As a devastating drought threatens to dry up Utah’s Great Salt Lake, scientists warn of environmental apocalypses to ensue: millions of migratory birds will go hungry after losing their feeding grounds, and nearby residents will be exposed to dust clouds filled with arsenic.
“The lake’s flies and brine shrimp would die off—scientists warn it could start as soon as this summer—threatening the 10 million migratory birds that stop at the lake annually to feed on the tiny creatures,” reports the New York Times, noting that the lake has already shrunk by two-thirds.
Bonnie Baxter, biology professor at Westminster College in Salt Lake City, told the Times that shrinking water levels mean increased salt concentration, a chemical shift that bodes ill for the algae populations that the brine shrimp feed on. Describing the lake as being “at the precipice” of ecosystem collapse, Baxter said the situation is “terrifying.”
A more visceral threat for the 2.5 million people who live in Salt Lake City and its ever-expanding—and thirsty—suburbs, are the arsenic-laden dust clouds that would intermittently rise off the dry lakebed, poisoning the air and the remaining water. Other heavy metals, like antimony and zirconium, are also present in the lakebed.
The consequences for the lake and its surroundings are “absolutely, insanely bad,” said Kevin Perry, a professor of atmospheric sciences at the University of Utah.
While a solution exists—allowing more snowmelt water to flow through the Bear, Jordan, and Weber river systems into the lake—that “would threaten the region’s breakneck population growth and high-value agriculture,” something that many of Utah’s “state leaders seem reluctant to do,” writes the Times.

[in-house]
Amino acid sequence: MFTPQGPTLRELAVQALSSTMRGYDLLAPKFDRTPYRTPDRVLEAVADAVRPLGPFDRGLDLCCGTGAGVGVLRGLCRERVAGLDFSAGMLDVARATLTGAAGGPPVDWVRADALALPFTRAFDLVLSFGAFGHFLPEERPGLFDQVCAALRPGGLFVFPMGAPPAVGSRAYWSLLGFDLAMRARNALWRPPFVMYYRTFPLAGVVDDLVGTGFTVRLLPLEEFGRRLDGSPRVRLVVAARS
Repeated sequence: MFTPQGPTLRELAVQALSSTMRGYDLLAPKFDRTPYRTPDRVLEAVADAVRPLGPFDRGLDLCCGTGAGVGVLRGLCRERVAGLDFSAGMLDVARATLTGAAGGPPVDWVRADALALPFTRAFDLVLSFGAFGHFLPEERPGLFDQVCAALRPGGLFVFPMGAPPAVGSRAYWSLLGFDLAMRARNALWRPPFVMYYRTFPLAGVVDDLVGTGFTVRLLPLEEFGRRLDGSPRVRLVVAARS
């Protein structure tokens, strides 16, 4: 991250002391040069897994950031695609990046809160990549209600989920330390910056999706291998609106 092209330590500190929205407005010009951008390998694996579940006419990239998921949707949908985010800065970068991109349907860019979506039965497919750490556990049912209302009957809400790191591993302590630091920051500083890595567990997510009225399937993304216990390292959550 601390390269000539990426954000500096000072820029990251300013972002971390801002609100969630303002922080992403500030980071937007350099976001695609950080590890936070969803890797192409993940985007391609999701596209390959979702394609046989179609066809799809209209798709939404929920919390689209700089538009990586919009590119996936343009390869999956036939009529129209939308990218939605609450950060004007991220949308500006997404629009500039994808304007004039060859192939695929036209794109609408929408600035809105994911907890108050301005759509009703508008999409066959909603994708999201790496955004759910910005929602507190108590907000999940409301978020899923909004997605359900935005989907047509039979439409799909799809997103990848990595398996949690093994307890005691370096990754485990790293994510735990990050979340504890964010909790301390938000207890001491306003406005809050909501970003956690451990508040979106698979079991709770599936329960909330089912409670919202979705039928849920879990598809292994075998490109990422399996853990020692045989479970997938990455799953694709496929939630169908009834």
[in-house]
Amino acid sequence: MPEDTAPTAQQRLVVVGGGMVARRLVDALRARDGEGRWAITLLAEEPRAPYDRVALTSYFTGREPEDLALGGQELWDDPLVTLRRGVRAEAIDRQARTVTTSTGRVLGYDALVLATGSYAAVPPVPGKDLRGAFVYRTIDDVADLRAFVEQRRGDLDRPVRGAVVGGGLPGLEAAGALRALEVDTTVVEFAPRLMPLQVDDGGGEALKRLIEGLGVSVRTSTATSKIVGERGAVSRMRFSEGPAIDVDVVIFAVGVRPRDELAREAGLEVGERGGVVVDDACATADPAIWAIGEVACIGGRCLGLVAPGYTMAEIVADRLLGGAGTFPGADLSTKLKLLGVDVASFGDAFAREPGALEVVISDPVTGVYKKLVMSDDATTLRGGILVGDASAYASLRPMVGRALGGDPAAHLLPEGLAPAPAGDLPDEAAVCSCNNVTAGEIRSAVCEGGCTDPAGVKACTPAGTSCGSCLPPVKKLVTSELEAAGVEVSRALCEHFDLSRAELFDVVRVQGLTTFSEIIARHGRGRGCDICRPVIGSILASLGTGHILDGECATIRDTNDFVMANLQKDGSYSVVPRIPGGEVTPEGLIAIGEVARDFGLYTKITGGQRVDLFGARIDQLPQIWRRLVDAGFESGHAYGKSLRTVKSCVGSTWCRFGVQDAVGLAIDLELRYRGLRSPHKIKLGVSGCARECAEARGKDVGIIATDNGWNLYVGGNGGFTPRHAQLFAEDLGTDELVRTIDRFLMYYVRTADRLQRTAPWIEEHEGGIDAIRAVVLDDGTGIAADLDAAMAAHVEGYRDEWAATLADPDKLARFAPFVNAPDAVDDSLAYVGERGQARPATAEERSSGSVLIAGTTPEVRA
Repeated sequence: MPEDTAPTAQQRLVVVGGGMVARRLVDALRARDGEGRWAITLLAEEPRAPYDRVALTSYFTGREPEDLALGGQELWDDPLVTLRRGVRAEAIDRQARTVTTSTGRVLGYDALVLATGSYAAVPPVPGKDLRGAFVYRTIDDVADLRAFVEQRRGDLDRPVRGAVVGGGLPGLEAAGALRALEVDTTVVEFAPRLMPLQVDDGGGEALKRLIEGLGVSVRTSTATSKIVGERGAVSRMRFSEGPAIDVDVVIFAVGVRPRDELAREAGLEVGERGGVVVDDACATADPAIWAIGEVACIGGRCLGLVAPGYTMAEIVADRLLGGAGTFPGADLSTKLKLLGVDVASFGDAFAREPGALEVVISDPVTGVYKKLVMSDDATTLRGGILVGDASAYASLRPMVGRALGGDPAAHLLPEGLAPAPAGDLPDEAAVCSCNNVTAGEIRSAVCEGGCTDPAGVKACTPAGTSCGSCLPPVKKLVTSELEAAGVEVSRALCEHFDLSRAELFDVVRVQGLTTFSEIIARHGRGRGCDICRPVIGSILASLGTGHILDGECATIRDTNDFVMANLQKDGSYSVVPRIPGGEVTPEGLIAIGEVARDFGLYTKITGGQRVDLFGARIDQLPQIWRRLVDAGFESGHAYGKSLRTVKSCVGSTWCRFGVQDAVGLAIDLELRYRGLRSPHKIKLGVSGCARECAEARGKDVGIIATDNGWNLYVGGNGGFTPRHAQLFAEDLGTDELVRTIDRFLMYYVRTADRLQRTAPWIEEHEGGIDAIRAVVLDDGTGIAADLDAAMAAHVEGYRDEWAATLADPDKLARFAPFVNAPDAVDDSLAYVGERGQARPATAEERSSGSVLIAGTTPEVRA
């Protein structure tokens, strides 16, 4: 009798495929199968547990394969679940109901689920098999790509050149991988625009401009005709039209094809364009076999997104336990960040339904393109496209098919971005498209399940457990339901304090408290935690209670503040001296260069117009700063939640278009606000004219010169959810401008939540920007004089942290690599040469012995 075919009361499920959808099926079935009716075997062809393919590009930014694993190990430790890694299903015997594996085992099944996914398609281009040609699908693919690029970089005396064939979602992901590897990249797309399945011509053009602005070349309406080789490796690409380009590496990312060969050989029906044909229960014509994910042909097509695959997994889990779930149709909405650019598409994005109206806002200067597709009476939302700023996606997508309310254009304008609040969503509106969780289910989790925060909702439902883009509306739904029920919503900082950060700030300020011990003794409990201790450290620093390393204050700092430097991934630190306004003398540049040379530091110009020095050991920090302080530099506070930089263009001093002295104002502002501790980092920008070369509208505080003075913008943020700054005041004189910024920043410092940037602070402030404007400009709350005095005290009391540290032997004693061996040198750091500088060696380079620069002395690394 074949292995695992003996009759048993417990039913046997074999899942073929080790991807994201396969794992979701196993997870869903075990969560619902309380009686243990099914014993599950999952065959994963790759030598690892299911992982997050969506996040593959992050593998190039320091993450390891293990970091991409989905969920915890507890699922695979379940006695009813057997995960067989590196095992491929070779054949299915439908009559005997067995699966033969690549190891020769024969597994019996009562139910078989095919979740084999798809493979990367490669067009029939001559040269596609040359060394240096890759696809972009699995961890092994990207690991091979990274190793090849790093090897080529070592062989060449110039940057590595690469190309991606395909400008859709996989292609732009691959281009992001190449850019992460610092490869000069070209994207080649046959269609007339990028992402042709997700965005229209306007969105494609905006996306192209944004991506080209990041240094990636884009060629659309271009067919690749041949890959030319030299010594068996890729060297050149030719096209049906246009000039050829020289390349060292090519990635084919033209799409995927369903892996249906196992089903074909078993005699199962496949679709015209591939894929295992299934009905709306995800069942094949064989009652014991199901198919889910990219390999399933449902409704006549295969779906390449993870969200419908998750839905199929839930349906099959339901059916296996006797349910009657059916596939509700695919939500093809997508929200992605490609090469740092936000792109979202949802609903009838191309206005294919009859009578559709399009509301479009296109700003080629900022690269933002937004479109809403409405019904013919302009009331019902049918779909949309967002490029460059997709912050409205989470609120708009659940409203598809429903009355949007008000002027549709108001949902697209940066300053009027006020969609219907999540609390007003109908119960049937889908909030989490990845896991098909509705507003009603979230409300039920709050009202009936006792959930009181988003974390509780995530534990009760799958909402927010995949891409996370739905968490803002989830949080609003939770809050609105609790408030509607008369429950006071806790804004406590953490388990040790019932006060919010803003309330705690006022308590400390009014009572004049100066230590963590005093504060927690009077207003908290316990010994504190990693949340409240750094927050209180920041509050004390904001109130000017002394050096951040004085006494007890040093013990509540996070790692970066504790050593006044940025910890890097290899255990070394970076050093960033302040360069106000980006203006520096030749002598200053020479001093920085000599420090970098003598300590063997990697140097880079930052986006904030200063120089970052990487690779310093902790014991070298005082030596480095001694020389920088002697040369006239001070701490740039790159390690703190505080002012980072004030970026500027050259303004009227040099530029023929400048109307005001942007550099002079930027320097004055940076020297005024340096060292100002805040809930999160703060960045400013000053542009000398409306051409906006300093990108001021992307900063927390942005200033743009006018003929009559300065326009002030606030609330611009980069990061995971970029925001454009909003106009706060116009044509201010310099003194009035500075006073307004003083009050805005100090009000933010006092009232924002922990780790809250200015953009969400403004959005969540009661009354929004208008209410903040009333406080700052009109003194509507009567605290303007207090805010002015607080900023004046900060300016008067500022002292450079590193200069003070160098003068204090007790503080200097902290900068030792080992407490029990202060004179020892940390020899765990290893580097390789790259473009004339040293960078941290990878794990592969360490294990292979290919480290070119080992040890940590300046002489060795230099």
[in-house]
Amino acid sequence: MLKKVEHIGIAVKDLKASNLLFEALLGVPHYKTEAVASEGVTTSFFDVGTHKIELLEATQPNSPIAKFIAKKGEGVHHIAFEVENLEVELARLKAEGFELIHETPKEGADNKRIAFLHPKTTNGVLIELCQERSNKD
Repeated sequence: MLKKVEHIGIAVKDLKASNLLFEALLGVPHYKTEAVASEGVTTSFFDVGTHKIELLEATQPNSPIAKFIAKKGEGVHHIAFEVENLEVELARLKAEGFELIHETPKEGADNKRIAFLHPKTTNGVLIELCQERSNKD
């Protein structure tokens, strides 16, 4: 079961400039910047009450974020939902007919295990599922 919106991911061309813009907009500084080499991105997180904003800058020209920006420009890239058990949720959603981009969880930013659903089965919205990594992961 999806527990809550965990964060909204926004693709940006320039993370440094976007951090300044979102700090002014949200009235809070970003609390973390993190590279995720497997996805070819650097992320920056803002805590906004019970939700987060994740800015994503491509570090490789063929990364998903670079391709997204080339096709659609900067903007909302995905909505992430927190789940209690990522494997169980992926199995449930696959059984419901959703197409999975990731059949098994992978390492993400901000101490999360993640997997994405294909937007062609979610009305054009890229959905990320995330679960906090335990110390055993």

But something needs to be done, and quickly, as metropolitan Salt Lake City “has barely enough water to support its current population,” and “is expected to grow almost 50% by 2060.”
Laura Briefer, director of the city’s public utilities department, told the Times that “without diverting more water from the Great Salt Lake, the city’s supply of water will fall below demand by 2040.”
While city officials are pushing residents to conserve through efforts like restricting water permits, the push doesn’t include higher prices at the tap.
With one of the lowest per-gallon water rates of major American cities, Salt Lake also uses more water for domestic use than any of its sister desert cities: 360 litres per person per day last year, as opposed to 295 and 290 litres in Tucson and Los Angeles, respectively.
Mayor Erin Mendenhall, whose election platform promised action on climate change and air quality, declined to be interviewed by the Times. In a statement, she said the city will be reviewing its pricing regime “to send a stronger conservation signal.”
Republican lawmaker Timothy D. Hawkes, who wants more aggressive action to protect the Great Salt Lake, told the Times it risks the same fate as California’s Owens Lake, which dried up decades ago, producing the worst levels of dust pollution the U.S. had ever seen.
“It’s not just fear-mongering,” he said of the lake vanishing. “It can actually happen.”
While “explosive population growth” is one factor driving the danger to Great Salt Lake, the second is climate change, says state climatologist Robert Gillies, a professor at Utah State University. As higher temperatures evaporate the snowpack, less water flows into the water system. More heat also means more demand for water for crops and lawns.
And a shrinking lake means less snow, writes the Times. As storms pass over the Great Salt Lake, they absorb some of its moisture, which then falls as snow in the mountains. “A vanishing lake endangers that pattern.”
That adds up to an existential challenge for the city and the state, Gillies said. “If you don’t have water, you don’t have industry, you don’t have agriculture, you don’t have life.”